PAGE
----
Cindy Fine interview
Monday, July 16, 2014 - 10:00 a.m.
Cindy Fine was Andy Fine's wife and reported him missing on July 7, 2014. Prior to this interview, Mrs. Fine identified her husband's body at the Coroner's Office in the presence of the detectives.
Detectives Armstrong and Murphy talked to her at the Yoknapatawpha County Sheriff's Department. The interview was recorded with the witness's knowledge and consent.
- Detective T. Armstrong
- Detective S. Murphy
- Cynthia Fine
Detective Murphy: Mrs. Fine, thank you for coming in to speak with us today. I know it's difficult.
Cindy Fine: I just want to help.
Detective Armstrong: We're grateful for that. For the record, could you state your full name and address?
Cindy Fine: Cindy — Cynthia Campbell Fine. We live at 596 Hathorn Road here in Oxford.
Detective Murphy: Thank you. Now, Mrs. Fine, we understand you filed a missing persons report for your husband on July 7. Was that the last time you saw him?
Cindy Fine: Yes. Actually, it was Thursday night. I never saw him after that.
Detective Armstrong: So that was July 3?
Cindy Fine: Right.
Detective Murphy: Can you tell us a little about that? About what happened?
Cindy Fine: I'll try. It's just so hard right now.
Detective Murphy: Take your time.
Cindy Fine: Andy… Andy came home after work and wanted to party. It was the holiday weekend and all that. We went out to Duffy's and stayed there for a few hours. I — well, I was never into partying as much as he is, and I wanted to go home. I was tired. Carl was there so I figured he could give him a ride. I — never saw him after that. Oh gosh … I'm sorry. I get so emotional. It's stupid.
Detective Murphy: It's understandable, Mrs. Fine. Whenever you're ready.
Cindy Fine: Well, after that, when, um, when he… didn't come home, I was a little worried, but I figured he might've gone to Carl's or something. They were both kind of drunk, so maybe Carl didn't want to drive too much.
Detective Murphy: And Carl is?
Cindy Fine: He's Andy's brother. Well, half-brother, but that doesn't matter to them.
Detective Murphy: I see. Go ahead. You were saying? When your husband didn't come home that night?
Cindy Fine: Anyway, the next day, I really started to get worried, but then I thought maybe he was making a run to Memphis or something and just forgot to tell me.
Detective Armstrong: Memphis?
Cindy Fine: He sometimes goes there — went there — for work.
Detective Armstrong: What for?
Cindy Fine: I don't know. He didn't really tell me much about his job.
Detective Armstrong: That's quite a trip.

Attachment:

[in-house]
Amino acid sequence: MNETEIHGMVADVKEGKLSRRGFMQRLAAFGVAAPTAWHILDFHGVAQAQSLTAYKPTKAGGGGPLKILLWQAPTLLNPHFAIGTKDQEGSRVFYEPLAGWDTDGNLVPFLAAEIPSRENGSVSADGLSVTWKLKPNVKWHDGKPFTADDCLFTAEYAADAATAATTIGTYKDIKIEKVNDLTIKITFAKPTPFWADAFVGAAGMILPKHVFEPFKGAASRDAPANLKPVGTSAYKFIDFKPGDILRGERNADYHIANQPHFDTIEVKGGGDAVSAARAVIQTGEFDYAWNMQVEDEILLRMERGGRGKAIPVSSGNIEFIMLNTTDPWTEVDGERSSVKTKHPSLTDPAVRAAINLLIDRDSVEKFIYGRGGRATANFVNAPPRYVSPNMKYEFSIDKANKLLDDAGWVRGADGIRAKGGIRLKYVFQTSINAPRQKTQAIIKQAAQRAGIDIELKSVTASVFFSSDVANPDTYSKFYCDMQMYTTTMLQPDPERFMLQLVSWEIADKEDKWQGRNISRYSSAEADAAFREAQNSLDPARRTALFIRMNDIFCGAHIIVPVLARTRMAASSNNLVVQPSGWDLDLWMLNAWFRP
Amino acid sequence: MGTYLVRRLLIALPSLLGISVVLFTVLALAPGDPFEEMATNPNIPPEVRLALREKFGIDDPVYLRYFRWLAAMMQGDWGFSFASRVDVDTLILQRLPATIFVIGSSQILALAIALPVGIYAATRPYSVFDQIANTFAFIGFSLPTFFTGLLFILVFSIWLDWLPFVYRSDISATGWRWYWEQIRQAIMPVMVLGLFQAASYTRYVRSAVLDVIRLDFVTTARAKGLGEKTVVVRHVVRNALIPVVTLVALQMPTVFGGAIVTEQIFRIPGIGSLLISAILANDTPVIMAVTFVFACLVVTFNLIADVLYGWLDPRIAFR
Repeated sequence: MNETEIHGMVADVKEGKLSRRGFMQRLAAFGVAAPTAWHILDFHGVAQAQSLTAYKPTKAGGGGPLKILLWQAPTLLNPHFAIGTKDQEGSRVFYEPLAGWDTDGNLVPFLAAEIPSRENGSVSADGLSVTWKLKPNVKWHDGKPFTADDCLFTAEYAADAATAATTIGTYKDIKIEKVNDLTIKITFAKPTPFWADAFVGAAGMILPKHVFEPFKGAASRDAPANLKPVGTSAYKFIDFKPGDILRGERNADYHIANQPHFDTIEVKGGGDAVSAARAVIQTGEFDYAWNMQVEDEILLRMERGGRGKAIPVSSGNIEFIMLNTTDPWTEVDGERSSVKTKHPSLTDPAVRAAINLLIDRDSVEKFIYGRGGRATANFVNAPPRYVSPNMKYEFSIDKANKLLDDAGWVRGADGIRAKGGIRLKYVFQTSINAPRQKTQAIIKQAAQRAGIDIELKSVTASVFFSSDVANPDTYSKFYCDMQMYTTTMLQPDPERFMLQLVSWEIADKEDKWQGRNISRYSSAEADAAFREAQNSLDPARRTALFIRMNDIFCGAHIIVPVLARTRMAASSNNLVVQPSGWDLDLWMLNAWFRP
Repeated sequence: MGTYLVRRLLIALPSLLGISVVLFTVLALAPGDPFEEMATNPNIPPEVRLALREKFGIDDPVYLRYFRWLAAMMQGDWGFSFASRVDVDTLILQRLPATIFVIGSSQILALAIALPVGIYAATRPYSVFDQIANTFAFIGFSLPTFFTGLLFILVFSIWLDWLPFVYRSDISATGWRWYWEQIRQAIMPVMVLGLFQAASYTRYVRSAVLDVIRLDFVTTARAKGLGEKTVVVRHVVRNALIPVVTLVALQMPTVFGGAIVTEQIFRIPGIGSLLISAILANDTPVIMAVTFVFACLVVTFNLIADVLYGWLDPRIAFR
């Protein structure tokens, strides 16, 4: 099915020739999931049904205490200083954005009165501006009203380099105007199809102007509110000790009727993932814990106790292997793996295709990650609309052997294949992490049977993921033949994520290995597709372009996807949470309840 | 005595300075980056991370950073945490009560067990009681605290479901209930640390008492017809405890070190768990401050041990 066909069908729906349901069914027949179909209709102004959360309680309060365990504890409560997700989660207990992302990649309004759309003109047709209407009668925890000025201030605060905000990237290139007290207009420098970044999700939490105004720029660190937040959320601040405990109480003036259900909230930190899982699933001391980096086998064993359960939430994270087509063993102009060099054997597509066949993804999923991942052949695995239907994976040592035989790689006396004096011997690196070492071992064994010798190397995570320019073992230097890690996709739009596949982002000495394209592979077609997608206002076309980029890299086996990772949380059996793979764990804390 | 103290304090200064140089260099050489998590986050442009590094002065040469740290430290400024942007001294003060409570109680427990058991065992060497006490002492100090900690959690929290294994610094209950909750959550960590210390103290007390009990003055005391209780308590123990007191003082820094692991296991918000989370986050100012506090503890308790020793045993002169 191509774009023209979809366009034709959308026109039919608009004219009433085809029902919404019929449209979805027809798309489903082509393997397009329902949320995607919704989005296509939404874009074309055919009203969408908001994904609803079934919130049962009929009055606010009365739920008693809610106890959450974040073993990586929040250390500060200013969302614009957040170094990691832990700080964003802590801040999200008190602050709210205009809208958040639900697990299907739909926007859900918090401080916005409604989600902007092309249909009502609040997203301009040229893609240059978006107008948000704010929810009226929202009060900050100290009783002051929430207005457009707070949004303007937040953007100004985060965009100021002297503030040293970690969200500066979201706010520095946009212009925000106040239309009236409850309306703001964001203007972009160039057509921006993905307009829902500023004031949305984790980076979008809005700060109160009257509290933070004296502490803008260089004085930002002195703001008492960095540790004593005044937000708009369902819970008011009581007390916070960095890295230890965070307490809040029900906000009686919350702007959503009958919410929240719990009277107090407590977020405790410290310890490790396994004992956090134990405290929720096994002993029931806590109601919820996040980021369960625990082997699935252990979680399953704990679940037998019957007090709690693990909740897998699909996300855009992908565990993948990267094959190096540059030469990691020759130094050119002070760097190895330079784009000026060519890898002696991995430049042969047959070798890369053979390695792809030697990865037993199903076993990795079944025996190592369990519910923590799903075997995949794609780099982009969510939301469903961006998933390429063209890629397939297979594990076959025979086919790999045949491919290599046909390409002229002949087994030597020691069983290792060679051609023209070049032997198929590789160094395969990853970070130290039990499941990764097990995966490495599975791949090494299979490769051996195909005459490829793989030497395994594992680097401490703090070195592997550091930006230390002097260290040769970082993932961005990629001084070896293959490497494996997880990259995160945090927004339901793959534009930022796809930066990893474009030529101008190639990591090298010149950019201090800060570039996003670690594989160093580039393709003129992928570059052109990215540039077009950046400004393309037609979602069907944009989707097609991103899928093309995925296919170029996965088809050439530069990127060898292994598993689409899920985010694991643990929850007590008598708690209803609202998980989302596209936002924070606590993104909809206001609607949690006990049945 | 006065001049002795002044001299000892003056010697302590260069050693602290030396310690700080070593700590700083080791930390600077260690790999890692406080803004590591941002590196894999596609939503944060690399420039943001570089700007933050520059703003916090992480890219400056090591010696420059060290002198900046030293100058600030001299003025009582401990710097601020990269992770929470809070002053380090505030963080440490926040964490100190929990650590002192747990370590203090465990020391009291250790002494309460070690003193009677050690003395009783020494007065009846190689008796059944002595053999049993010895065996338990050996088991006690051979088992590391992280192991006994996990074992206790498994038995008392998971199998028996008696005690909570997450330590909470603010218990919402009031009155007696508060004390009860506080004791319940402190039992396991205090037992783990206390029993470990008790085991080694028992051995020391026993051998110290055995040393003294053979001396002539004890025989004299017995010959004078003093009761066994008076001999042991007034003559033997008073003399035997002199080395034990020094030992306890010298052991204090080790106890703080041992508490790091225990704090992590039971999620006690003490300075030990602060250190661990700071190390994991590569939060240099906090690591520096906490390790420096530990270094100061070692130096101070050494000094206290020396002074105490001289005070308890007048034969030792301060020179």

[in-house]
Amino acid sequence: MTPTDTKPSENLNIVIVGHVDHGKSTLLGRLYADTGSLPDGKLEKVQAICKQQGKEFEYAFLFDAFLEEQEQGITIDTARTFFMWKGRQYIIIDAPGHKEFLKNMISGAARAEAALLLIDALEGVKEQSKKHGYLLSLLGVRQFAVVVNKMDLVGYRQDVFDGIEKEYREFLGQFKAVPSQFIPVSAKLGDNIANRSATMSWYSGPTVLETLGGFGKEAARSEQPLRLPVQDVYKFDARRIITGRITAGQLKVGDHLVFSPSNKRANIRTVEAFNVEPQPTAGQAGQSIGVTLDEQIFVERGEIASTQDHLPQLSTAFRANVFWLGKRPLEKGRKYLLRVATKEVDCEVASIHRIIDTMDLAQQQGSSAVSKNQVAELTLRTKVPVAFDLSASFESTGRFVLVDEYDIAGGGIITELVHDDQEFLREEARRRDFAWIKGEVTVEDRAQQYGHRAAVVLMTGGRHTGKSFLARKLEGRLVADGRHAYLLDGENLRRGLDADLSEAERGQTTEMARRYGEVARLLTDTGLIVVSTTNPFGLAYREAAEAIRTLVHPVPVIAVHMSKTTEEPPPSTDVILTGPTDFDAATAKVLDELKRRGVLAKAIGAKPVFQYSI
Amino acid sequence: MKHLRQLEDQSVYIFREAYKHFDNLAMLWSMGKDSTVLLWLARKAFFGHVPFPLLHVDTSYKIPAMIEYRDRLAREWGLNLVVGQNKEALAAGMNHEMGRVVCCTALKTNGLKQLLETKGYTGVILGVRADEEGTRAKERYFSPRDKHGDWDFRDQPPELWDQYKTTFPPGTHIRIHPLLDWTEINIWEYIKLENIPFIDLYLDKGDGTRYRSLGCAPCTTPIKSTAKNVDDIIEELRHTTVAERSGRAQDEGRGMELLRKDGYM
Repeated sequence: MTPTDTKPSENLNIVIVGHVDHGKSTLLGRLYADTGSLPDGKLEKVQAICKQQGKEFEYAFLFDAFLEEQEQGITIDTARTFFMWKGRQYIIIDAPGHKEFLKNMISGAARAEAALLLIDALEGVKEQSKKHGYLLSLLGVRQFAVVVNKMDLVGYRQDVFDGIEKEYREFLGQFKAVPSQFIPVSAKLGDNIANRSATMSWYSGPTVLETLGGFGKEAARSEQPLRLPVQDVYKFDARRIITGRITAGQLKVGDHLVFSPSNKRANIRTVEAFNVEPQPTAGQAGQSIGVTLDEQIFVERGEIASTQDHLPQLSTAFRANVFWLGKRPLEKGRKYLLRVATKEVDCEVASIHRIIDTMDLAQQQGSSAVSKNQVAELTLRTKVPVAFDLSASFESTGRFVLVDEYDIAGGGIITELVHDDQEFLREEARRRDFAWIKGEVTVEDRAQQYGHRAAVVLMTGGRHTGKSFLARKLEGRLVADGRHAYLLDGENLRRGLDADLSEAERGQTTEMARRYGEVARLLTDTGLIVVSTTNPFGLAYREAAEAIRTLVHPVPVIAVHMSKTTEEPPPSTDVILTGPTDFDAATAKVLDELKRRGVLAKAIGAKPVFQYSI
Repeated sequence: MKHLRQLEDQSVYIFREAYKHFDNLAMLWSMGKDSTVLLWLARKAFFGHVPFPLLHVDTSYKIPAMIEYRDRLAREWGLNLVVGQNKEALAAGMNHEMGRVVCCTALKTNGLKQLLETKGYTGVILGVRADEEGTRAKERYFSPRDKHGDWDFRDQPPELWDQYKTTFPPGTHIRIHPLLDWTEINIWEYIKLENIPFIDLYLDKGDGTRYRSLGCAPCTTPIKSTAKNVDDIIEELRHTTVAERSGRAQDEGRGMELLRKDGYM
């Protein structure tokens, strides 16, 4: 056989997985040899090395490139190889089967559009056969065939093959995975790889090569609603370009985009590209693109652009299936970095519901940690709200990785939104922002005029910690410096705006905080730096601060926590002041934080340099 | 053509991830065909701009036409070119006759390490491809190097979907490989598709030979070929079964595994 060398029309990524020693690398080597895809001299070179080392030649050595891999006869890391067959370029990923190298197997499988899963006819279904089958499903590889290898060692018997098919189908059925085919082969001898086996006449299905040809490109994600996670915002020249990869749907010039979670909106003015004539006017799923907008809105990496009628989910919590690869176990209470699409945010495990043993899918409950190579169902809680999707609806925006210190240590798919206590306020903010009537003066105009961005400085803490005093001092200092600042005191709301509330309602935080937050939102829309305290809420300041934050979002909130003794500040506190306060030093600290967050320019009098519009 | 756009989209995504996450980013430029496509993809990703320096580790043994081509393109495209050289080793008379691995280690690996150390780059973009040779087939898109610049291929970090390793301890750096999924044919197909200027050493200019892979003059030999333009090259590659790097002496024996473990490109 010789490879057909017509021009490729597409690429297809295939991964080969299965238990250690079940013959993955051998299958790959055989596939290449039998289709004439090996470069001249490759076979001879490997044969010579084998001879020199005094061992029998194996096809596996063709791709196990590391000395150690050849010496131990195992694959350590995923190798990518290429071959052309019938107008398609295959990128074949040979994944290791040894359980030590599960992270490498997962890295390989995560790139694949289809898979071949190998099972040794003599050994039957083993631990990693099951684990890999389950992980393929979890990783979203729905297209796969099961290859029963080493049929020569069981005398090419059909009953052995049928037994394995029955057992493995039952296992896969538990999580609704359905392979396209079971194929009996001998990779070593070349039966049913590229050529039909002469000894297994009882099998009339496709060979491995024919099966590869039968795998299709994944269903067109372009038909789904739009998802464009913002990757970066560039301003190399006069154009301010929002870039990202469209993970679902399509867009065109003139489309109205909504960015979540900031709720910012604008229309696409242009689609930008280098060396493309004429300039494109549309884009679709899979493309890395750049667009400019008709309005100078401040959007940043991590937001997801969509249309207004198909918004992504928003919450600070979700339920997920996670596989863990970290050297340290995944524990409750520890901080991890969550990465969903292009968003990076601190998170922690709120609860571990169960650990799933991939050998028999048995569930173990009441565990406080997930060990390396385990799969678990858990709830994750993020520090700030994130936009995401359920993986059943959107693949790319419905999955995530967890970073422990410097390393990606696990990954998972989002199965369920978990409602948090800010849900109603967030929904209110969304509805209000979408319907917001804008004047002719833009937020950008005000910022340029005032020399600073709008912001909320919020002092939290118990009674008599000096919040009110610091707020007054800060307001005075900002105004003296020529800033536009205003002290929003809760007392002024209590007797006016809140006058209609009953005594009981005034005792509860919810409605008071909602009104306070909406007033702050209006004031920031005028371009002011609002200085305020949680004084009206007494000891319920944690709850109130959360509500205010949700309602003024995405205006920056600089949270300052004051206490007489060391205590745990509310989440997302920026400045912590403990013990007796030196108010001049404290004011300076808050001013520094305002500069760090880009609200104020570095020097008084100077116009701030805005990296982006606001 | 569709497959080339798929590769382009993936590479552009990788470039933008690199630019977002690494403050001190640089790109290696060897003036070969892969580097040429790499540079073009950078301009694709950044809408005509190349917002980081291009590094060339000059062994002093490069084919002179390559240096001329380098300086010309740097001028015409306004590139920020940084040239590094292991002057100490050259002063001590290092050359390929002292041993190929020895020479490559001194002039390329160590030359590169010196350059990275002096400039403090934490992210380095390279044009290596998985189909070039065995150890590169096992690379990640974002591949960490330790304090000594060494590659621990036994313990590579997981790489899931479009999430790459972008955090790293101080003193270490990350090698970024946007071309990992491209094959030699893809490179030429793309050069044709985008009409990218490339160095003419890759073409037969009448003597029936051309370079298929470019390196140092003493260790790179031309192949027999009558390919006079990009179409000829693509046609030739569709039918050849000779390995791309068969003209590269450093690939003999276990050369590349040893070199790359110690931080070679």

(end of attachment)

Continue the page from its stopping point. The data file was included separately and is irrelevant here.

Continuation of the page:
Cindy Fine: I guess so.
Detective Armstrong: How often would he go?
Cindy Fine: Maybe twice a month, I guess. He didn't always tell me. He — well, he had so much on his mind, sometimes he'd forget. He worked so hard. I just tried to make him happy when he got home — forget his troubles.
Detective Armstrong: I see. So just to be clear, you were home all night July 3 when you left Duffy's?
Cindy Fine: That's right.
Detective Armstrong: And then, on July 4, when he didn't show up, you figured he was in Memphis?
Cindy Fine: I guess. Or with Carl, maybe, or — well, Andy was sort of a free spirit. He came and went a lot.
Detective Armstrong: Without telling you?
Cindy Fine: I guess. I mean, sometimes he just needed to be on his own. Sometimes he stayed out at Aunt Minnie's. He didn't want to be burdened with me all the time.
Detective Armstrong: So then what made you file the report when you did — Monday morning?
Cindy Fine: Well, Andy's responsible — I mean, he likes to party, but he never missed work, hardly ever. We only have the one car. He would drop me off and then head out to Laughlin's. It's a few miles, so he wouldn't walk. Monday morning, he wasn't home for work so — well, I knew something was wrong. If only I knew… I'm sorry. Go ahead.
Detective Murphy: You mentioned Aunt Minnie's. Where is that exactly?
Cindy Fine: I — it's so awful. It's that old house near where — you know, where you… where you found him. He and Carl and Antoinette inherited it. They were going to fix it up one of these days. He liked going there. It was so peaceful. He could just relax without me bothering him all the time. I'm sorry. He's in a better place now. I just need to keep remembering that. He's with God. I need to accept that. I need to be stronger.
Detective Murphy: Take your time.
Cindy Fine: No… no. I'm ready.
Detective Murphy: So the three of them own this house?
Cindy Fine: Yes. Aunt Minnie didn't really have much in the way of family, no kids to call her own. So when she was sick, before she died, Grace really helped her out. That's Andy's mother. Carl and Antoinette were there for her practically every night, and Andy too. He would tell jokes to try to cheer her up. He really did have a caring heart.
Detective Murphy: When was this?
Cindy Fine: Um, back in 1996 or something. A long time ago. I guess they never really decided what to do with it. None of them wanted to live there back then because it's so far out of town, and the house got kind of run down over the years with no one living there. And now — Antoinette's in Florida now, and I don't know — Andy never said anything about Carl using it. Everyone's so busy, it just never came up. Now I — well, it's too late…. I'm sorry. I just need to get a hold of myself.